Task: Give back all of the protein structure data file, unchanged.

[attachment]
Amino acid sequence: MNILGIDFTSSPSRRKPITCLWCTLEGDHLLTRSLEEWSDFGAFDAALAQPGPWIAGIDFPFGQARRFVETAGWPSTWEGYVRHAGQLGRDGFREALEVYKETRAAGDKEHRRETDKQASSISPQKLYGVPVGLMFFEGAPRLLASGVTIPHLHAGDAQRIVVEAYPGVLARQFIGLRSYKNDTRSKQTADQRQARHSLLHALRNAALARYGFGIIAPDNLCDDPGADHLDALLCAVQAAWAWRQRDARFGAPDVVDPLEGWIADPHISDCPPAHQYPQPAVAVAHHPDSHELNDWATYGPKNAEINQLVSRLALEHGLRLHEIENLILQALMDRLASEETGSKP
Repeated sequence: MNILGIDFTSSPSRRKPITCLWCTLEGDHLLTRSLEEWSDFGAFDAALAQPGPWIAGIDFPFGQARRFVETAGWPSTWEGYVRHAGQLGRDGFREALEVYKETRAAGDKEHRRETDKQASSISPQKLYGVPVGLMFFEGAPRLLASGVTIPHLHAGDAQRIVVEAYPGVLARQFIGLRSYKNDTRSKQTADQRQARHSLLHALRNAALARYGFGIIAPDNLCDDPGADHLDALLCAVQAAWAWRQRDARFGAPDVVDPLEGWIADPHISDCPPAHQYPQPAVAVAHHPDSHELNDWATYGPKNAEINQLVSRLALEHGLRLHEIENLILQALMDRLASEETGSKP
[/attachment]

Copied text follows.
Amino acid sequence: MNILGIDFTSSPSRRKPITCLWCTLEGDHLLTRSLEEWSDFGAFDAALAQPGPWIAGIDFPFGQARRFVETAGWPSTWEGYVRHAGQLGRDGFREALEVYKETRAAGDKEHRRETDKQASSISPQKLYGVPVGLMFFEGAPRLLASGVTIPHLHAGDAQRIVVEAYPGVLARQFIGLRSYKNDTRSKQTADQRQARHSLLHALRNAALARYGFGIIAPDNLCDDPGADHLDALLCAVQAAWAWRQRDARFGAPDVVDPLEGWIADPHISDCPPAHQYPQPAVAVAHHPDSHELNDWATYGPKNAEINQLVSRLALEHGLRLHEIENLILQALMDRLASEETGSKP
Repeated sequence: MNILGIDFTSSPSRRKPITCLWCTLEGDHLLTRSLEEWSDFGAFDAALAQPGPWIAGIDFPFGQARRFVETAGWPSTWEGYVRHAGQLGRDGFREALEVYKETRAAGDKEHRRETDKQASSISPQKLYGVPVGLMFFEGAPRLLASGVTIPHLHAGDAQRIVVEAYPGVLARQFIGLRSYKNDTRSKQTADQRQARHSLLHALRNAALARYGFGIIAPDNLCDDPGADHLDALLCAVQAAWAWRQRDARFGAPDVVDPLEGWIADPHISDCPPAHQYPQPAVAVAHHPDSHELNDWATYGPKNAEINQLVSRLALEHGLRLHEIENLILQALMDRLASEETGSKP